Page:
"I'm writing from my heart and life experiences," Price says. "I knew I wanted to start the record with this song, but everyone in the band said, 'No, no, that's a bad move.' And then Third Man said, 'We think this should be the first song,' and I was like, 'Yes!' It really just lays it out. If you can get through 'Hands of Time,' the rest of the record is going to come very easily."
And indeed it does. The honky tonk comeuppance of "About To Find Out," the rockabilly-charged "This Town Gets Around" and weekend twang of "Hurtin' (On The Bottle)" all add fresh twists to classic Nashville country, while sounding like they could've been hits in any decade. Meanwhile, the hard-hitting blues grooves of "Four Years of Chances" and "Tennessee Song" push the boundaries further west to Memphis (the album was recorded at Sun Studio). Throughout, producer Alex Munoz, engineer Matt Ross-Spang and the ace band help frame the material with spare, spacious arrangements, keeping the focus on Price's soulful vocals.
"I think about an artist like Bobbie Gentry, who was able to mix country with soul," Price says. "But really, I never set out to make a country soul record. It's just that I like Etta James, and I like Hank Williams, and sometimes those things come together and make nice little babies."
Her tastes developed early. Growing up in Aledo, Illinois (pop. 3,612), Price was surrounded by music -- everything from Tom Petty to the Statler Brothers. By middle school, she was singing in the choir and doing the national anthem at local football games. "I was one of the only people who could sing it without changing keys," she says, with a laugh. With money from her eighth grade graduation, Price bought her first guitar and started writing songs, influenced by Joni Mitchell and Maria Muldaur. After dropping out of college, she moved to Nashville in 2003 and began the usual apprenticeship of open mic nights and networking.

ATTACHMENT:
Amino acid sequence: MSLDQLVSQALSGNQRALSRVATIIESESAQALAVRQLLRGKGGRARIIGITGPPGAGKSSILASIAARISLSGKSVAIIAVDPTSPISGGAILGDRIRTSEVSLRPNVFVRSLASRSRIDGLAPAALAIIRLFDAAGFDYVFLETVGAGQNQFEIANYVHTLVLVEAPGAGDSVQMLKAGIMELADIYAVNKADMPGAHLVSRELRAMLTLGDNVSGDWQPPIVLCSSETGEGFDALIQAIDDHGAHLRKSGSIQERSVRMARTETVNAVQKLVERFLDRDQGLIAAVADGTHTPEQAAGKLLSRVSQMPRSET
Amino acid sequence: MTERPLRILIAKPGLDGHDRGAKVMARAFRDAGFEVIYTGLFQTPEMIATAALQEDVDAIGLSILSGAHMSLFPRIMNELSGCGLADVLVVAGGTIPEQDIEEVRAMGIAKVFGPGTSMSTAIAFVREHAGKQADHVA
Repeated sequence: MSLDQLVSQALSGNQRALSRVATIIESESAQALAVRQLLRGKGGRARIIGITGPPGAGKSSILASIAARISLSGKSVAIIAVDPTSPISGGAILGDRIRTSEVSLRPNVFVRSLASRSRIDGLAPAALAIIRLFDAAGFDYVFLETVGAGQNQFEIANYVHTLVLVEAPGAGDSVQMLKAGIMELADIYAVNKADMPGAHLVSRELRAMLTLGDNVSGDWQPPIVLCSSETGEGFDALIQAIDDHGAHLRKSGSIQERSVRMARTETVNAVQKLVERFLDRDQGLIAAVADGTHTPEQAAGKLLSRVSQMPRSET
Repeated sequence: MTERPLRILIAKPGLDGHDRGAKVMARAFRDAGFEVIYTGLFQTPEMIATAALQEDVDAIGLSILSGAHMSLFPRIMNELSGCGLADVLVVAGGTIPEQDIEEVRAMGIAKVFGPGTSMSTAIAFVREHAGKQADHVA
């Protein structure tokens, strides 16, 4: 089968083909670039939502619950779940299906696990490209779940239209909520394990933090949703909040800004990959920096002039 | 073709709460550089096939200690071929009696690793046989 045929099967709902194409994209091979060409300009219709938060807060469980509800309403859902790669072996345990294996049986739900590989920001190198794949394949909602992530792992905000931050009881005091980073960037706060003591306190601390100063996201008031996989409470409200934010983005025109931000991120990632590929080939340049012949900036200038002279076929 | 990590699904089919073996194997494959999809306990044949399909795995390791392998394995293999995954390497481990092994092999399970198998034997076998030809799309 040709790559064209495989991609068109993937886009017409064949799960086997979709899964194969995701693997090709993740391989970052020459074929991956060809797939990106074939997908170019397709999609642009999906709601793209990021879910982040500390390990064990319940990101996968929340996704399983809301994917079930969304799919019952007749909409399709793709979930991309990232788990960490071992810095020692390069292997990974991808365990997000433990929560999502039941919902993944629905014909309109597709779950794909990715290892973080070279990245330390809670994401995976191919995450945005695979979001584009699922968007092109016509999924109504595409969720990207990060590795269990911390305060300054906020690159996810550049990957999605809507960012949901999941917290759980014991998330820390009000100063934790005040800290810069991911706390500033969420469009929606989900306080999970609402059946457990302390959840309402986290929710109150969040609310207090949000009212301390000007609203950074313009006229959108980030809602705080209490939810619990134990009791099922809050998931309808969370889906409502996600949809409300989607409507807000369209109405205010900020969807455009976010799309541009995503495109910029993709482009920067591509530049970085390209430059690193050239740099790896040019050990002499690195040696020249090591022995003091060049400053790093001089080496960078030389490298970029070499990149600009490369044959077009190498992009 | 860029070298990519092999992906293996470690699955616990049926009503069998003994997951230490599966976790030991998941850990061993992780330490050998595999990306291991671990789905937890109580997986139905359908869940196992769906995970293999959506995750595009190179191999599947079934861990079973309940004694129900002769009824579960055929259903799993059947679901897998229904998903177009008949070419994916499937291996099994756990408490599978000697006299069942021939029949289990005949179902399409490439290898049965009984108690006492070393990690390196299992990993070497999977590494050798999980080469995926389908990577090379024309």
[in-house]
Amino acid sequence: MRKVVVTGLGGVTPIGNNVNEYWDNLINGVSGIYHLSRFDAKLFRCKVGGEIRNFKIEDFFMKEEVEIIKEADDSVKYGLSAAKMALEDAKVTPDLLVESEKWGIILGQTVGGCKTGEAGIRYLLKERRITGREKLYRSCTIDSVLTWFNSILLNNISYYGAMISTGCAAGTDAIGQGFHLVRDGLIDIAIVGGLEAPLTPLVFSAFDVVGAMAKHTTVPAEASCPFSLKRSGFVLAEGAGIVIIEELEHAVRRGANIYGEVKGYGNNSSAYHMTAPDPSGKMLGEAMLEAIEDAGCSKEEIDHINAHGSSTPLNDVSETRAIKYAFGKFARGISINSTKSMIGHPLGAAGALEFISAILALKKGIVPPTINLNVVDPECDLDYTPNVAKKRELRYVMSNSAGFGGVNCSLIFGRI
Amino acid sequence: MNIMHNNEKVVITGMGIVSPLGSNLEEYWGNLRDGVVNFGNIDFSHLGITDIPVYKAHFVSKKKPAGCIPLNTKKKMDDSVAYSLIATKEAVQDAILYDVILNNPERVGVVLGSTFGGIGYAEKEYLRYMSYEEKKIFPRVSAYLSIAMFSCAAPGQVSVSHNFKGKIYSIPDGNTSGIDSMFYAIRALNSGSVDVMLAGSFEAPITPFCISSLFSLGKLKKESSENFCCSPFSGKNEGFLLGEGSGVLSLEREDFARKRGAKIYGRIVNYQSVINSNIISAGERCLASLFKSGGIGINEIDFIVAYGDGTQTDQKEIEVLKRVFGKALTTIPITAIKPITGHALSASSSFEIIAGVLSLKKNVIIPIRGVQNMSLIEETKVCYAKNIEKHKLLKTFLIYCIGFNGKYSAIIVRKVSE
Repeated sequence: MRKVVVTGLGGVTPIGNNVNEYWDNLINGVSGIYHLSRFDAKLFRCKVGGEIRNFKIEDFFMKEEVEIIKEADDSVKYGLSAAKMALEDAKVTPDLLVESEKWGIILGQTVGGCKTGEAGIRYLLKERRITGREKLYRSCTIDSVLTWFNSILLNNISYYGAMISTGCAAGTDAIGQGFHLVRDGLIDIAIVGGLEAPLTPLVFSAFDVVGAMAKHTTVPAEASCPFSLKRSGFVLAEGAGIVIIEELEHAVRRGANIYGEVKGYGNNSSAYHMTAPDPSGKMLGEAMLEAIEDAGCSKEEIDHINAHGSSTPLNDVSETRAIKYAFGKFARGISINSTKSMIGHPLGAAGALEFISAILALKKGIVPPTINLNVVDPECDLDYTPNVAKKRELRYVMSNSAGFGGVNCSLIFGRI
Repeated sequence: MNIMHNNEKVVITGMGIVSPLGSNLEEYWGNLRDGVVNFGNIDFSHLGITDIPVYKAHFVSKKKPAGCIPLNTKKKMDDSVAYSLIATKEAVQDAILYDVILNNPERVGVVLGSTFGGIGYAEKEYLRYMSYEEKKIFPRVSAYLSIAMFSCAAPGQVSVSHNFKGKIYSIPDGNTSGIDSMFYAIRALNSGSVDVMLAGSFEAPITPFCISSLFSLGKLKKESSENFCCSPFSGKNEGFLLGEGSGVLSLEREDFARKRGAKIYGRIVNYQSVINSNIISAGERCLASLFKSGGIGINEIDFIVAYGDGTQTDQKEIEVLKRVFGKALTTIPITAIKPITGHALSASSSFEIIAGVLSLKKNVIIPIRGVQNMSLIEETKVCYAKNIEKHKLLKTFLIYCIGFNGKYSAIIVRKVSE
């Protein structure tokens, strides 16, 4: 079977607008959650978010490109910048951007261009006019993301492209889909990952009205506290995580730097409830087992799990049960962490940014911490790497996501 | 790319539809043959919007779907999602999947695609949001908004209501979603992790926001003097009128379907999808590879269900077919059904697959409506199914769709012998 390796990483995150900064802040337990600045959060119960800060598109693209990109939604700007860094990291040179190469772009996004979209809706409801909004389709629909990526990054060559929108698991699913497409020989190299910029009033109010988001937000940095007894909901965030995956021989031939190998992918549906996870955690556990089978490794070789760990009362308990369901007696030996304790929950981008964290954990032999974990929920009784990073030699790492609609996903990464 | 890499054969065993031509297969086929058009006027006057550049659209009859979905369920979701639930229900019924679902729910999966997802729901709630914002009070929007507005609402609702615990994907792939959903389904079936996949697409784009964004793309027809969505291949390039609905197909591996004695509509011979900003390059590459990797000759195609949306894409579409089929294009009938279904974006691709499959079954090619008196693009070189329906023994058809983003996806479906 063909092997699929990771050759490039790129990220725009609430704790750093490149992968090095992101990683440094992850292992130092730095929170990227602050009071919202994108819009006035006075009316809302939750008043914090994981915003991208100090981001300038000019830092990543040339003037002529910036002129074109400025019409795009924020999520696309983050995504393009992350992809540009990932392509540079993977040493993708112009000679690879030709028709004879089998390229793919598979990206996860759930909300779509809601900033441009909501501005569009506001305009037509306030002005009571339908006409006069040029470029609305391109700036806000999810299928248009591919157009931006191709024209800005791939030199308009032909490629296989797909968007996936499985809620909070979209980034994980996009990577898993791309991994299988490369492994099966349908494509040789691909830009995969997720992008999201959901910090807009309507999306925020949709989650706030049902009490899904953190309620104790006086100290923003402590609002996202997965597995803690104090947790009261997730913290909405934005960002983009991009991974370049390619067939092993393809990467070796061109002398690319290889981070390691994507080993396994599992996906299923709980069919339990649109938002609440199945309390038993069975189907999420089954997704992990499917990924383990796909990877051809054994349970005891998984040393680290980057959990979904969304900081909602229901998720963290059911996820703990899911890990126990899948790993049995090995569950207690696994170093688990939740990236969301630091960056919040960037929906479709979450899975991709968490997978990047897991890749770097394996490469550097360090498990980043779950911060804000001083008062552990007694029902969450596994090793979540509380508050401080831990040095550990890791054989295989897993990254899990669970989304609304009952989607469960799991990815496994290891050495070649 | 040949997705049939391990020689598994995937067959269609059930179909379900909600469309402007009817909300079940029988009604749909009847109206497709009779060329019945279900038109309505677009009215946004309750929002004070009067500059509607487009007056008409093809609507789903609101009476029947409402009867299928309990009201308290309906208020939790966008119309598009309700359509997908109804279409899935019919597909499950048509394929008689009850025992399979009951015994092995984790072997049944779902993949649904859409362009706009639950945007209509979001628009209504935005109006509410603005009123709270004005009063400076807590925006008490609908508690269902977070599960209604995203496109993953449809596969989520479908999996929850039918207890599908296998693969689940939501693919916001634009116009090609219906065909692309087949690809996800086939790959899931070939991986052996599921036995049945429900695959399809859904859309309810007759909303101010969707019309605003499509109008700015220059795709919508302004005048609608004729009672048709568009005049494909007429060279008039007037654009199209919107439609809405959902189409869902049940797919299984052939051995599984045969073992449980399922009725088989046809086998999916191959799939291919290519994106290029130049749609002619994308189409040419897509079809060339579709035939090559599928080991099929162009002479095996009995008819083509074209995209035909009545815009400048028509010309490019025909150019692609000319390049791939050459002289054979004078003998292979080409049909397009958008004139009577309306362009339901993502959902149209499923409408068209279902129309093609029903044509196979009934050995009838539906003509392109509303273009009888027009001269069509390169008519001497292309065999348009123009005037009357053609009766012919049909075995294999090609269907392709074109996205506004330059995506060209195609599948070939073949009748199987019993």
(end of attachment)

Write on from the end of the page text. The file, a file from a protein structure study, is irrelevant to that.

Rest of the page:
Though she loved the friendliness of Music City, she says, "I didn't feel like the glossy country music at the time had any space for me." On the advice of her great uncle, Bobby Fischer, a successful tunesmith with over 500 cuts by artists including George Jones, Tanya Tucker and Reba McEntire, she kept writing and honing her voice. She soon met bass player -- and future husband -- Jeremy Ivey, and formed a band called Buffalo Clover. They self-released three records and built a local following. Of course, the music biz being the minefield of dreams that it is, there were false promises and glittering temptations along the way (humorously catalogued in "This Town Gets Around"). "I'm so glad that I didn't sacrifice my integrity five or ten years ago," Price says. "I had opportunities to. I remember meeting this one guy who said, 'I'm a big producer and I know all these people on Music Row.' So Jeremy and I tried to write some mainstream country songs. We created pen names because we didn't want anyone to know it was us -- Sylvia Slim and Sam Pickens. Together it was Slim-Pickens. We wrote a couple things, and I felt gross doing it. The producer guy didn't like it, and we didn't either. So it was, 'All right, I tried that, now I'm just going to write for myself.'